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Friday, 05 September 2014

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The Panasonic GX7 has been almost exactly that price (allowing for VAT) here in the UK for some time.

Good-oh That mean another slew of barely used Panasonics glutting on Ebay. My G3 and GF2 were obtained second hand for derisory sums and surprisingly have not failed to take great pictures despite their obsolescence.

The GX7 is not really a waste if it goes out of production, unless of course people throw the old one on the scrap heap when they buy a GX8. It's just that the production run finished, they sold all the stock and the new model has a few tweaks.

All the cameras I stopped using were recycled - someone else is using them now. Like second hand Miatas and new Miatas, I would love to pick up a well loved second hand example of the current model with lots of life in it. It's no less fun to drive than it was when it was released.

Nobody is forced to stop using a camera just because its manufacturer stops making that type. That's as true for digital as it was for film.

The short lifetime of the Panasonic cameras is more of a reflection on Panasonic than anything inherent in the digital market. Yes in general product lifetimes are shorter, but the "one year and out" syndrome is more a reflection of bad products than anything else.

The better cameras seem to have longer lifetimes, although even the Leicas top out at around five years, probably. That said, Nikon still seems to be happily selling to D700, so maybe that one will make it to 10.

Excellent, looking forward to Carl's print offerings, still really enjoying the platinum/ palladium prints from Carl's print sale four years ago.

I bet you'd love to see Panasonic produce a BW only sensor of the GX7.
Maybe you should write a post on how to see luminances only. Who knows you may to find a few more converts for your cheap BW only sensor camera.

It all depends on how you look at it, Mike: If you're an early adopter, quick discontinuations and price drops suck, especially if you don't want to hold on to your equipment and squeeze out every last cent of value.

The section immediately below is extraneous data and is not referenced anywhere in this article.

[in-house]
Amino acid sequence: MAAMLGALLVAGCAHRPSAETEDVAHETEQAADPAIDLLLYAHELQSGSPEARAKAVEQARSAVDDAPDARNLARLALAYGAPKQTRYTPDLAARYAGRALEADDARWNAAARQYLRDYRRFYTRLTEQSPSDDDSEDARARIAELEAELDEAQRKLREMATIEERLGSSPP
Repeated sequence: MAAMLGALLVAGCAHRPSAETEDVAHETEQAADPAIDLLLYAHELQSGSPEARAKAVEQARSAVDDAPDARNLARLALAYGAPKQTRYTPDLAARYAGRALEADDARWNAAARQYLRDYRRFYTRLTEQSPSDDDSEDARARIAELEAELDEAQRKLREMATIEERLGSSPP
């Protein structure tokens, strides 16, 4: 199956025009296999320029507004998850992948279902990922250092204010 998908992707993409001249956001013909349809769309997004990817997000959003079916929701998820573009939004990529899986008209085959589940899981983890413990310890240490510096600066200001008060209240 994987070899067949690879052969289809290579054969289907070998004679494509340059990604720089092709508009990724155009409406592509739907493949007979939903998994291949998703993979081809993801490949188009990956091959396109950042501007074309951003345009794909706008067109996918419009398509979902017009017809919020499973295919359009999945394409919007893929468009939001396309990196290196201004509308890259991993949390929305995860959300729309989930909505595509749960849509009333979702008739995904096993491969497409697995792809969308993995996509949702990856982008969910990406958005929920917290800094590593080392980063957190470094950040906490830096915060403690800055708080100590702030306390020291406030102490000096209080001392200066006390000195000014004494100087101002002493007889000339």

If you're a late adopter, then you benefit from a lower price for the same equipment. You also get to wait and see what sorts of problems crop up once the shine wears off and the equipment has been on the market for a few months.

I've been both. These days, being a late adopter is a lot easier on the wallet and the psyche.

Interesting, Mike - I just sold my GX7 last week. And the thing is, I'm not 100 percent sure why. What is for sure is that wasn't being used much. There was much to like about the GX7 but it never seemed to be my first choice for anything. Likewise, I sold off my Fuji X-E1 and X10 - this from a guy who really likes the rangefinder form.

I assure you GAS wasn't the motivator of the sales. Like you, I have no replacments lined up. I still have my Pentax DSLR kit with all of that glass that took me years to collect. And I have my Olympus E-M5. These are my oldest digital cameras. There's got to be a message in there somewhere.

The endless march of upgrades is just fine by me. When the Olympus E-P1 was launched in 2009, I drooled over it, but It was just something I wanted to play with, making the $750 body-only price hard to justify. I finally acquired one early this summer for $100, and that was the perfect price for a fun carry-around camera. The images i've been getting from it have been perfectly satisfying.

I'd like to pick up an E-M1 to add to my collection, but I can wait a couple of years until they're going for $200.

Funny I read this post with a "new" camera on my lap, trying to figure out how its shutter release worked: a Kodak Panoram 1D, made in 1907.
(Enjoying a quiet coffee as my wife had taken the baby out. Given his obsession with cameras, particularly their straps, patience was in order.)

And despite one of the doors only hanging on by a few sinews of Moroccan leather, the film I put through it - 120 Tri-X with spool ends filed a little to fit - showed no signs of light leaks, variable speed banding etc.